Hedging in Financial Transactions: Principles and Rulings

In the Name of Allāh,

the Entirely Merciful, the Especially Merciful

Praise is due to Allāh, Lord of the worlds, may the blessings and peace be upon our master Muḥammad, the last of prophets, on his family, and all his companions.

Resolution No. 224 (8/23)

Hedging in Financial Transactions: Principles and Rulings

The Council of the International Islamic Fiqh Academy of the Organization of Islamic Cooperation, holding its 23rd session in al-Madinah al-Munawwarah, Kingdom of Saudi Arabia, on 19–23 Ṣafar 1440h (28 October – 1 November 2018),

Having reviewed the recommendations of the scientific seminar on Hedging in Financial Transactions: Principles and Rulings, held by the Academy in the Emirate of Dubai on 26–27 April 2016, in collaboration with the Islamic Affairs and Charitable Activities Department through the Islamic Economy Fiqh Forum in its second session,

Having listened to the in-depth discussions,


First: Definitions of Key Concepts
  1. The Concept of Hedging

    1. The general meaning of hedging is covering, avoiding and preventing,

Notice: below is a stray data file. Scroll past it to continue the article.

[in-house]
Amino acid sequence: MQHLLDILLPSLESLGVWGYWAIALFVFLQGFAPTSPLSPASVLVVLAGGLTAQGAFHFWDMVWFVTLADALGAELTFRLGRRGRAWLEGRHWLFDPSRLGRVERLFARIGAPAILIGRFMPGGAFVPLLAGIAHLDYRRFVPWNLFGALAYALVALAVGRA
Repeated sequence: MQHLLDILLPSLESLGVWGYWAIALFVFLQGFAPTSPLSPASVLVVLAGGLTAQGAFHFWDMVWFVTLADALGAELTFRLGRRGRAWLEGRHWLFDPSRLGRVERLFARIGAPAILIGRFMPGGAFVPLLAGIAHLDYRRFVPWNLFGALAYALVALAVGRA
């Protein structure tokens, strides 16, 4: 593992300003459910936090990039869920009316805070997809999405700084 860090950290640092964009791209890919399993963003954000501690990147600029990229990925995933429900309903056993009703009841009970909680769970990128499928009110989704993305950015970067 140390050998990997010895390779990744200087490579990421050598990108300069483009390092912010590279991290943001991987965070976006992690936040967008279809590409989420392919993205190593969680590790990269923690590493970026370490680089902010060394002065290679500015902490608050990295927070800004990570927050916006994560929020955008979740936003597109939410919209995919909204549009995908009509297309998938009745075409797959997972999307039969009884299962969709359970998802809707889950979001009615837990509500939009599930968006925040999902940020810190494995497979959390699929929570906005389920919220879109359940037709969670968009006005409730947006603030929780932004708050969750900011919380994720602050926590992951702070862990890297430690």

i.e. protection as defined by Fuqahā (fiqh jurists).

  1. In financial terminology, the concept of hedging means the systemic measures to manage risks by neutralizing, minimizing, or eliminating, by transferring them to another
  2. In technical terminology, the concept of hedging refers to the protection against risks and reducing their effects without restricting its concept to common practices in financial markets, which are mostly based on ribā (usury), and sale of risks. These formulas include derivatives which include futures, options, and swaps. Some of these formulas have already been deemed illicit by the Academy resolutions, such as in the case of options, most of futures, as well as deferred exchanges, by virtue of the resolution concept on financial

  1. The Concept of Risk

Linguistic meaning: The probability of loss (or destruction.)

In financial terminology, it is the probability of destruction of property, financial loss, lack of profit, or the profit being less than expected.

According to this definition, the risk does not dissociate from econom- ic activity, and Shariah addressed documentation contracts such as lien, guarantee (Dhaman), etc., in order to protect both parties in the ex- change contract against risks. Risks are generally undesired because they expose the property to loss.

  1. As for the meaning of “protection,” it is using available means for the safeguard against loss, decrease, destruction or damage. Protection, in this context, is more general than the capital guarantee because the latter is a commitment by a particular party to assume whatever happens to the capital of loss, destruction, decrease or damage. However, protection is the preservation of the capital, and it hence includes direct and indirect
Second: Shariah Position on Risks Hedging
  1. Hedging, in general, means the protection and preservation of property against In this sense, it is consistent with Maqāṣid al-Shariah (ob- jectives of Islamic law) of property preservation.